A Plain English Guide to Legal Terms

The formal transfer of the rights to something.

A person appointed to act for another person.

Insurance cover for an event which will definitely happen such as death.

Attorney General
Legal adviser to the Government.

Audi Alteram Partem*

Hear the other side.

Transfer the ownership of something.

An independent examination of records and financial statements.

The person whose life is insured or who is entitled to receive the benefit from the assurance cover.

Auditor's report
A report and opinion by an independent person or firm on financial records.

Attachment and committal

Bringing a person before court with threat of imprisonment for failure to obey the courts order.

Auterfois convict*
Formerly convicted. One may not be convicted twice for the same offence.

Attachment of earnings
A court order that deductions be made from a person's earnings.

Verification of document for legal purposes.

Procedure by which judgement on property maybe enforced.

Authorised investments
Investments in which a trustee is permitted to invest trust money.

To witness a signature on a document.

Authorised share capital

The highest amount of share capital that a company can issue.

Authentication of an act or document by a witness.



An examination of a dead body to find the cause of death.

Banker's draft
A cheque drawn by a bank on itself.

Positive factual allegation in an affidavit.

Someone who has had a bankruptcy order made concerning him.

To pay, or promise to pay, an amount of money so that an accused person is not put in prison before the trial.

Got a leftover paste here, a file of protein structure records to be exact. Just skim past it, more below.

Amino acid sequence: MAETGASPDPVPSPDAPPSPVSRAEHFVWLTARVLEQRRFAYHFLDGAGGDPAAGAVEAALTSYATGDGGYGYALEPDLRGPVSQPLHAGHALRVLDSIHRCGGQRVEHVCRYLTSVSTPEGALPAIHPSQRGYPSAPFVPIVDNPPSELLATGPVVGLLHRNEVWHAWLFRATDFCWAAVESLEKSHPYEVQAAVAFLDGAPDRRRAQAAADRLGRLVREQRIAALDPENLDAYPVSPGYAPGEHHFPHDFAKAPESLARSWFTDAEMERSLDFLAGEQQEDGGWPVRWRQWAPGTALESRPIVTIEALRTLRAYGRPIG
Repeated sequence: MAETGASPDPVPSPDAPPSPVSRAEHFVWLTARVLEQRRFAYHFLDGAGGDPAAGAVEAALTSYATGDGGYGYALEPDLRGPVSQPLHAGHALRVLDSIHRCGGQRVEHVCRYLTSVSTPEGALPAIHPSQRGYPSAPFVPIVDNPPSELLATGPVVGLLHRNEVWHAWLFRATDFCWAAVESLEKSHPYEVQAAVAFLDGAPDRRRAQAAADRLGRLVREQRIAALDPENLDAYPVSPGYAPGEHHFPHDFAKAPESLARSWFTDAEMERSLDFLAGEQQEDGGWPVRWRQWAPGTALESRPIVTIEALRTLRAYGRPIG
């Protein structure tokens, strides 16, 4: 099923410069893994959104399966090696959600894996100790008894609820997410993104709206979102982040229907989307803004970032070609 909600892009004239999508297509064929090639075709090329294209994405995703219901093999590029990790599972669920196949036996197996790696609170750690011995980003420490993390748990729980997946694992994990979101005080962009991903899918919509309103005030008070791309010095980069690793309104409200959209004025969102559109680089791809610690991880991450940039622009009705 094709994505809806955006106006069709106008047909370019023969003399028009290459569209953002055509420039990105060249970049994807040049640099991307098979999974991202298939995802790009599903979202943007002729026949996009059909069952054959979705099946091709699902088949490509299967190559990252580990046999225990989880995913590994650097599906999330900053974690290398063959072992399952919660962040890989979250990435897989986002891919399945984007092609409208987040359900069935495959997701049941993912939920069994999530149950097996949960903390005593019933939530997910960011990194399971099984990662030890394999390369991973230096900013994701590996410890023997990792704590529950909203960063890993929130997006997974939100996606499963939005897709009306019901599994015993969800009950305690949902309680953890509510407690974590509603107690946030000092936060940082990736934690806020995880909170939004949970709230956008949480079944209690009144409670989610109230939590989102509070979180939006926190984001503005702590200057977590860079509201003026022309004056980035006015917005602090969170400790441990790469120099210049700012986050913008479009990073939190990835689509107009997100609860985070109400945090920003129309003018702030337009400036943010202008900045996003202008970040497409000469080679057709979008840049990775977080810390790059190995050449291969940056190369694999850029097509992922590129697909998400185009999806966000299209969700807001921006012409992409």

Bankruptcy order
An order that a court issues against someone if they cannot pay their debts when they are due to be paid.

Bankruptcy search
A document which states whether or not someone is bankrupt.

A person looking after items to keep them safe for the owner.

An officer of the court who carries out the court's orders.

The collective term for barristers. When a person becomes a barrister it is called 'being called to the bar'.

The area over which a bailiff has jurisdiction.

Bare trust
A trust which holds property on behalf of a person until they ask for it back.

Transferring possession of goods from the owner to someone else.

Bare trustee
Someone who holds property on behalf of another person until asked to return it.

The owner of goods which are in the possession of another person for safekeeping.

Bargain and sale

A contract to sell any property or investment in land that a person owns.

Balance sheet
Summary of a financial position.


A Plain English Guide to Legal Terms

A member of one branch of the legal profession who advises clients, generally works in the courts, and who receives instructions from a solicitor. Barristers do not normally deal with members of the public.

Someone who benefits from a will, a trust or a life insurance policy.

To give something to a person in a will.

A way of paying for things by exchanging goods instead of using money.

Something given in a will.

The offence committed by someone who is already married but still goes through a marriage ceremony with someone else.

Using physical force on someone either intentionally or without their agreement.

Person who has a document in their possession.

Bill of costs
The account a solicitor sends to a client giving details of any outlay the solicitor has paid on behalf of the client, the fee charged and expenses.

The name for the judges in a court.

Bill of exchange